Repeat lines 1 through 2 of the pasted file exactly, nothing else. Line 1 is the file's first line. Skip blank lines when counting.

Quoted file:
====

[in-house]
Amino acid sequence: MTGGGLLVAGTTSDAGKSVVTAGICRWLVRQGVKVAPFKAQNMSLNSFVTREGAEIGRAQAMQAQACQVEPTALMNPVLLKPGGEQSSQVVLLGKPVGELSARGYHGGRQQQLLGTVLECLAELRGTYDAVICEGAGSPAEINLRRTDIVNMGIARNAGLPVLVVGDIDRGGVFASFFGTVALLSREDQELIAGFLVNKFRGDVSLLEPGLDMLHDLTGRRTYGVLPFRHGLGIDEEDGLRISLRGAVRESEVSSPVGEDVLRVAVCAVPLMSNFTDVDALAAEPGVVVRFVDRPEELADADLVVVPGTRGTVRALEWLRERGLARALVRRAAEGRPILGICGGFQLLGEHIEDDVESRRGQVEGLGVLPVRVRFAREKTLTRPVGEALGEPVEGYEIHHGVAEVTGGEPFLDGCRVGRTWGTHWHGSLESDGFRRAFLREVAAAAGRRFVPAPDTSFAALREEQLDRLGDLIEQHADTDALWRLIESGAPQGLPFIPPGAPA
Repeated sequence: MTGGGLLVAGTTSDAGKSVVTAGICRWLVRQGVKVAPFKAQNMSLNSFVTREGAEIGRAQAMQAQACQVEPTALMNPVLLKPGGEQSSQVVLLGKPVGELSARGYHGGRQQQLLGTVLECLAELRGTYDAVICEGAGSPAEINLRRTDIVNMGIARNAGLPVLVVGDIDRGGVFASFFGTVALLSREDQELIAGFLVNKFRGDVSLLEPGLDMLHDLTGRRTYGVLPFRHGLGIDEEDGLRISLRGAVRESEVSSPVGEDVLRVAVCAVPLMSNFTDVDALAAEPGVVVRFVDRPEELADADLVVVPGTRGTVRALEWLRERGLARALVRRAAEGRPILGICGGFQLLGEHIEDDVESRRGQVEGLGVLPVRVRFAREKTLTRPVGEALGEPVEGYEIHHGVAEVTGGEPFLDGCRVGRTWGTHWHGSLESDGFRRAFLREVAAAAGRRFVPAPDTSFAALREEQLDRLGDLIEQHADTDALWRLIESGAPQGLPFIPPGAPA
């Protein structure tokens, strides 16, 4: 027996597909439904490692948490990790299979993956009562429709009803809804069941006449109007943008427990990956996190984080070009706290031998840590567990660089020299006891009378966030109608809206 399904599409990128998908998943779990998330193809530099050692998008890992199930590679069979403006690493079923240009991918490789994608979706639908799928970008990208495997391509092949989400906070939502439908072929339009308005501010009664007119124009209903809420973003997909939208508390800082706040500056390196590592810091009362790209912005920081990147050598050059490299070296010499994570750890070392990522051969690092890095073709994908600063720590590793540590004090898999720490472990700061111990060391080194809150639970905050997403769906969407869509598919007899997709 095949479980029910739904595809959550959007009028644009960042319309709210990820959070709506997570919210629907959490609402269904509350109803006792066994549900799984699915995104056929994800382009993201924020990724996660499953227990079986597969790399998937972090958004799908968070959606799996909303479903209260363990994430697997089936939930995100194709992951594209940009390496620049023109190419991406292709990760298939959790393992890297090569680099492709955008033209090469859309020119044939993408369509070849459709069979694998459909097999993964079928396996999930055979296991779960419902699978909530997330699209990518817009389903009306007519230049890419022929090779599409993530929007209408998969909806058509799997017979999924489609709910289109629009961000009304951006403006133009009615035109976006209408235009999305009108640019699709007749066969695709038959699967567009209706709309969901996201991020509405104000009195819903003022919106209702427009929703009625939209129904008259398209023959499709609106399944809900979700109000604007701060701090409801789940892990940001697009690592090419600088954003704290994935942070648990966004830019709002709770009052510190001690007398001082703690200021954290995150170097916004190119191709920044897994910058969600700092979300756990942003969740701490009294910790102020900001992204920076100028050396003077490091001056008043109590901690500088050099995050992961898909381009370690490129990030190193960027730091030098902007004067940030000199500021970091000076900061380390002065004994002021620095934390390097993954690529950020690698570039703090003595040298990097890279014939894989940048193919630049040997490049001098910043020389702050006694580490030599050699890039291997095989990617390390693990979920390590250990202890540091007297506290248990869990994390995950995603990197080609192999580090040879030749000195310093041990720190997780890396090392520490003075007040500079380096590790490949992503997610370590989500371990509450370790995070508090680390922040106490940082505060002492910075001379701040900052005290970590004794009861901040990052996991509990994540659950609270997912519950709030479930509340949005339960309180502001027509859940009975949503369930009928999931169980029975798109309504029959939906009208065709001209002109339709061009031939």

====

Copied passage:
[in-house]
Amino acid sequence: MTGGGLLVAGTTSDAGKSVVTAGICRWLVRQGVKVAPFKAQNMSLNSFVTREGAEIGRAQAMQAQACQVEPTALMNPVLLKPGGEQSSQVVLLGKPVGELSARGYHGGRQQQLLGTVLECLAELRGTYDAVICEGAGSPAEINLRRTDIVNMGIARNAGLPVLVVGDIDRGGVFASFFGTVALLSREDQELIAGFLVNKFRGDVSLLEPGLDMLHDLTGRRTYGVLPFRHGLGIDEEDGLRISLRGAVRESEVSSPVGEDVLRVAVCAVPLMSNFTDVDALAAEPGVVVRFVDRPEELADADLVVVPGTRGTVRALEWLRERGLARALVRRAAEGRPILGICGGFQLLGEHIEDDVESRRGQVEGLGVLPVRVRFAREKTLTRPVGEALGEPVEGYEIHHGVAEVTGGEPFLDGCRVGRTWGTHWHGSLESDGFRRAFLREVAAAAGRRFVPAPDTSFAALREEQLDRLGDLIEQHADTDALWRLIESGAPQGLPFIPPGAPA